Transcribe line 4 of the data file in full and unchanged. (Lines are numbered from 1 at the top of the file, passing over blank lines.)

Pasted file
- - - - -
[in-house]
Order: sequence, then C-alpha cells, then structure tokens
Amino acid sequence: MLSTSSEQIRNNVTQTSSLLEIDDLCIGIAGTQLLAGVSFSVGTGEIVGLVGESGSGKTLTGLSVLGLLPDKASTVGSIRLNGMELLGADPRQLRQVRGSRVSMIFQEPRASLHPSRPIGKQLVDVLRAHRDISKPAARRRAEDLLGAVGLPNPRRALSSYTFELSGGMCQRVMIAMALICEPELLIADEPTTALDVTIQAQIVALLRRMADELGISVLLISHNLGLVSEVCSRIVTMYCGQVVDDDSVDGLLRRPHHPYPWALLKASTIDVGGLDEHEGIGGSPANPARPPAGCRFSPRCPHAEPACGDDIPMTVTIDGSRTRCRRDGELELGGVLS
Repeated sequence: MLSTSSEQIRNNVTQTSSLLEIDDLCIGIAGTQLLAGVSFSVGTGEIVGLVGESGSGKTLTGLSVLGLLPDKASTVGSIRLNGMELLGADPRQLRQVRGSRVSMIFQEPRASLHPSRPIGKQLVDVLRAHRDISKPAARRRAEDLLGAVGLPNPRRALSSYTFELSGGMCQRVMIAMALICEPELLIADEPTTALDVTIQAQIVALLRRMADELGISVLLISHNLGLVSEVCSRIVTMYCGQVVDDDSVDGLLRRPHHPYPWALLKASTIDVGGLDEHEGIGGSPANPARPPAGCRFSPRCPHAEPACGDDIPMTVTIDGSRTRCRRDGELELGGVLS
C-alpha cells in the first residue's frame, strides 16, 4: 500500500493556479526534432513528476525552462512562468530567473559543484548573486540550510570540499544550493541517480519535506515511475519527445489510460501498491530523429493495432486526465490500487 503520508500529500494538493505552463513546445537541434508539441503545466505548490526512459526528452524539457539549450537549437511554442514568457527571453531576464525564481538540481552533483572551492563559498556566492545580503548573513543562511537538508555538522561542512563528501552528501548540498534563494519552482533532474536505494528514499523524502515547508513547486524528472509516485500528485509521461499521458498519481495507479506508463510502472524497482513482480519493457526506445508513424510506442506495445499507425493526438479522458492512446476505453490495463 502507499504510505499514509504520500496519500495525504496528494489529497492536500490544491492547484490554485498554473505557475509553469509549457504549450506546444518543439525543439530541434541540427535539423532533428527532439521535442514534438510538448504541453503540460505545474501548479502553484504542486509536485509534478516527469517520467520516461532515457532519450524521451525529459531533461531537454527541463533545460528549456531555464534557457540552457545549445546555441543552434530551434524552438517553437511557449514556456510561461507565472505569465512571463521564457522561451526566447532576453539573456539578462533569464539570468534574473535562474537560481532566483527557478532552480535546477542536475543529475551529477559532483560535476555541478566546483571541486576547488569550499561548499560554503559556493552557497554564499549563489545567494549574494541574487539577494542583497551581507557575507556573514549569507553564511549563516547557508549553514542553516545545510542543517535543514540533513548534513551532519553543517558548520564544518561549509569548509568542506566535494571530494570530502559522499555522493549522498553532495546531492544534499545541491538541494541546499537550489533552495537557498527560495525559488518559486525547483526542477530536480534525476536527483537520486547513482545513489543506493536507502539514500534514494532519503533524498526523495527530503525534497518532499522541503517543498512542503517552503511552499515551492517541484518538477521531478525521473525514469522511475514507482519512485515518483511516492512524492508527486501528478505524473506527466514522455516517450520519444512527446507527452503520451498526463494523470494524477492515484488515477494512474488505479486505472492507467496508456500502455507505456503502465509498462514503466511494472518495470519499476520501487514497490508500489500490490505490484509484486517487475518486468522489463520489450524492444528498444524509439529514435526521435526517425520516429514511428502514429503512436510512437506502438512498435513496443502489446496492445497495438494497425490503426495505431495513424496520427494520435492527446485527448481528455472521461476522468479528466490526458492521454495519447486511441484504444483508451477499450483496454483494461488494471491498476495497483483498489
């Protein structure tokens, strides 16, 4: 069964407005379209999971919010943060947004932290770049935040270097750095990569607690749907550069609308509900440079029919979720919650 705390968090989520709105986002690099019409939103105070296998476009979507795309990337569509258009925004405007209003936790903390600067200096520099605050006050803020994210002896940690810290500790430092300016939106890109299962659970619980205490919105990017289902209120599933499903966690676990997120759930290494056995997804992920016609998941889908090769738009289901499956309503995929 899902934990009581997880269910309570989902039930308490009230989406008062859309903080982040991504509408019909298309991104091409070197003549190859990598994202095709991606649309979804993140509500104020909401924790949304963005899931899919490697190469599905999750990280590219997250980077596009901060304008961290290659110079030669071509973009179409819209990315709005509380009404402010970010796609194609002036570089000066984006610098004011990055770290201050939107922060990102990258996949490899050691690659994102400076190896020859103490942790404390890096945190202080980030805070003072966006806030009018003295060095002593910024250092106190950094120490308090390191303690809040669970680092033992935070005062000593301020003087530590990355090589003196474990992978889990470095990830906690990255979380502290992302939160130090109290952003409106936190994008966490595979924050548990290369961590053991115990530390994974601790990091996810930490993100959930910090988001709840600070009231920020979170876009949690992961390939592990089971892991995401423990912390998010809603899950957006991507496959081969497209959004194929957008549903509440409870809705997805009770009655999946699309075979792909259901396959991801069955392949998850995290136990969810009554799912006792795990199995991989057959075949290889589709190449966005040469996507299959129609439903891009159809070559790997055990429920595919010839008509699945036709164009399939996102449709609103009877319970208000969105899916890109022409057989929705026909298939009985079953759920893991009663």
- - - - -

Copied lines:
Repeated sequence: MLSTSSEQIRNNVTQTSSLLEIDDLCIGIAGTQLLAGVSFSVGTGEIVGLVGESGSGKTLTGLSVLGLLPDKASTVGSIRLNGMELLGADPRQLRQVRGSRVSMIFQEPRASLHPSRPIGKQLVDVLRAHRDISKPAARRRAEDLLGAVGLPNPRRALSSYTFELSGGMCQRVMIAMALICEPELLIADEPTTALDVTIQAQIVALLRRMADELGISVLLISHNLGLVSEVCSRIVTMYCGQVVDDDSVDGLLRRPHHPYPWALLKASTIDVGGLDEHEGIGGSPANPARPPAGCRFSPRCPHAEPACGDDIPMTVTIDGSRTRCRRDGELELGGVLS